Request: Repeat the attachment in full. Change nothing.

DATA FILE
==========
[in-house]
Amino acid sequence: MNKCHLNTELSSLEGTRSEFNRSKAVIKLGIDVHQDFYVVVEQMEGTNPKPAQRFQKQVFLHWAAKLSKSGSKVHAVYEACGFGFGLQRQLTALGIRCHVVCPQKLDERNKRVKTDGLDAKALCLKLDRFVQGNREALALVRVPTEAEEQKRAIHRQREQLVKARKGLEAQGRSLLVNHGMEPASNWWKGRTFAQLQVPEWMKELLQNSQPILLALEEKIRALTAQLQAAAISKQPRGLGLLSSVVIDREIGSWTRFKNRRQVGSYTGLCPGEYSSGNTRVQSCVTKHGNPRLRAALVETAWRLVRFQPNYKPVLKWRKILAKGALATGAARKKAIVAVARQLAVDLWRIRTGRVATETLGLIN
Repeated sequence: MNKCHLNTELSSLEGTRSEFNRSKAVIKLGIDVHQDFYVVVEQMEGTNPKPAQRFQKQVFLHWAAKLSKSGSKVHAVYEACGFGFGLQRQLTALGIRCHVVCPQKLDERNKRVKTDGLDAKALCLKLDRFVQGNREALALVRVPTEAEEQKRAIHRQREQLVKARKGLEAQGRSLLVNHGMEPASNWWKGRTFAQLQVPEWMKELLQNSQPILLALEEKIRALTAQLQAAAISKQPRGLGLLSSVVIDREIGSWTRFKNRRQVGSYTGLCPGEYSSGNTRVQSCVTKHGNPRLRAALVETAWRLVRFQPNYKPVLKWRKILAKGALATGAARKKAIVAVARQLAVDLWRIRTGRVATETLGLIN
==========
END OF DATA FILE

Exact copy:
[in-house]
Amino acid sequence: MNKCHLNTELSSLEGTRSEFNRSKAVIKLGIDVHQDFYVVVEQMEGTNPKPAQRFQKQVFLHWAAKLSKSGSKVHAVYEACGFGFGLQRQLTALGIRCHVVCPQKLDERNKRVKTDGLDAKALCLKLDRFVQGNREALALVRVPTEAEEQKRAIHRQREQLVKARKGLEAQGRSLLVNHGMEPASNWWKGRTFAQLQVPEWMKELLQNSQPILLALEEKIRALTAQLQAAAISKQPRGLGLLSSVVIDREIGSWTRFKNRRQVGSYTGLCPGEYSSGNTRVQSCVTKHGNPRLRAALVETAWRLVRFQPNYKPVLKWRKILAKGALATGAARKKAIVAVARQLAVDLWRIRTGRVATETLGLIN
Repeated sequence: MNKCHLNTELSSLEGTRSEFNRSKAVIKLGIDVHQDFYVVVEQMEGTNPKPAQRFQKQVFLHWAAKLSKSGSKVHAVYEACGFGFGLQRQLTALGIRCHVVCPQKLDERNKRVKTDGLDAKALCLKLDRFVQGNREALALVRVPTEAEEQKRAIHRQREQLVKARKGLEAQGRSLLVNHGMEPASNWWKGRTFAQLQVPEWMKELLQNSQPILLALEEKIRALTAQLQAAAISKQPRGLGLLSSVVIDREIGSWTRFKNRRQVGSYTGLCPGEYSSGNTRVQSCVTKHGNPRLRAALVETAWRLVRFQPNYKPVLKWRKILAKGALATGAARKKAIVAVARQLAVDLWRIRTGRVATETLGLIN